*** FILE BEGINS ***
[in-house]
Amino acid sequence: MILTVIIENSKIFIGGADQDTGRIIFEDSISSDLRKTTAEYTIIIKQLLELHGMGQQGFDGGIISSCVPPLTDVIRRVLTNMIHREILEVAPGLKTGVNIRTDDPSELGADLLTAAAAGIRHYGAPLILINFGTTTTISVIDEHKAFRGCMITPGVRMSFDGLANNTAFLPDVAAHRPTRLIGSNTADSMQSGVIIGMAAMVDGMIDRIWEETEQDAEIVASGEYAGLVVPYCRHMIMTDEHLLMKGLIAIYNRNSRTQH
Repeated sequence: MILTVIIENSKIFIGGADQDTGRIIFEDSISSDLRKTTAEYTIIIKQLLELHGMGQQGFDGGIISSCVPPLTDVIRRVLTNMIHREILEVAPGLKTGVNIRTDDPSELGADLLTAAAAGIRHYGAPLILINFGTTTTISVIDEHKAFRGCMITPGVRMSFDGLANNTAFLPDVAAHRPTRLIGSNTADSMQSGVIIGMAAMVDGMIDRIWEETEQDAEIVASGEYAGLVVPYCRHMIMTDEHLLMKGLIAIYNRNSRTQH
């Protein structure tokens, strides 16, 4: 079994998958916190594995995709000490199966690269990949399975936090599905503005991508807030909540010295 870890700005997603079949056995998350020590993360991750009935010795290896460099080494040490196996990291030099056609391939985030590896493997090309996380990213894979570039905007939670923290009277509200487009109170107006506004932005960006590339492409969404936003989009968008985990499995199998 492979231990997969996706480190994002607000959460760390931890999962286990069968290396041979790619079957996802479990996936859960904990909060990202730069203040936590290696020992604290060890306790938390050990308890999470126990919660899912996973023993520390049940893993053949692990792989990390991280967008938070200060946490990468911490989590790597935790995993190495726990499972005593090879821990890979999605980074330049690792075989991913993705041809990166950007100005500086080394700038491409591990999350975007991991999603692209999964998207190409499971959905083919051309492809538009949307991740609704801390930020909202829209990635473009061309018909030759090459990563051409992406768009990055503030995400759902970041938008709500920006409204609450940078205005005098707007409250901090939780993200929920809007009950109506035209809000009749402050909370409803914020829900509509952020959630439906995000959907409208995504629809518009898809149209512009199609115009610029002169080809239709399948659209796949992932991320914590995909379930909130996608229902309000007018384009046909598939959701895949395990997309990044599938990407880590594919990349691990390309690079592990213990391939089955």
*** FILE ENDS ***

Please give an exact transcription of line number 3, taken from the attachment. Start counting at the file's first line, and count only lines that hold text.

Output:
Repeated sequence: MILTVIIENSKIFIGGADQDTGRIIFEDSISSDLRKTTAEYTIIIKQLLELHGMGQQGFDGGIISSCVPPLTDVIRRVLTNMIHREILEVAPGLKTGVNIRTDDPSELGADLLTAAAAGIRHYGAPLILINFGTTTTISVIDEHKAFRGCMITPGVRMSFDGLANNTAFLPDVAAHRPTRLIGSNTADSMQSGVIIGMAAMVDGMIDRIWEETEQDAEIVASGEYAGLVVPYCRHMIMTDEHLLMKGLIAIYNRNSRTQH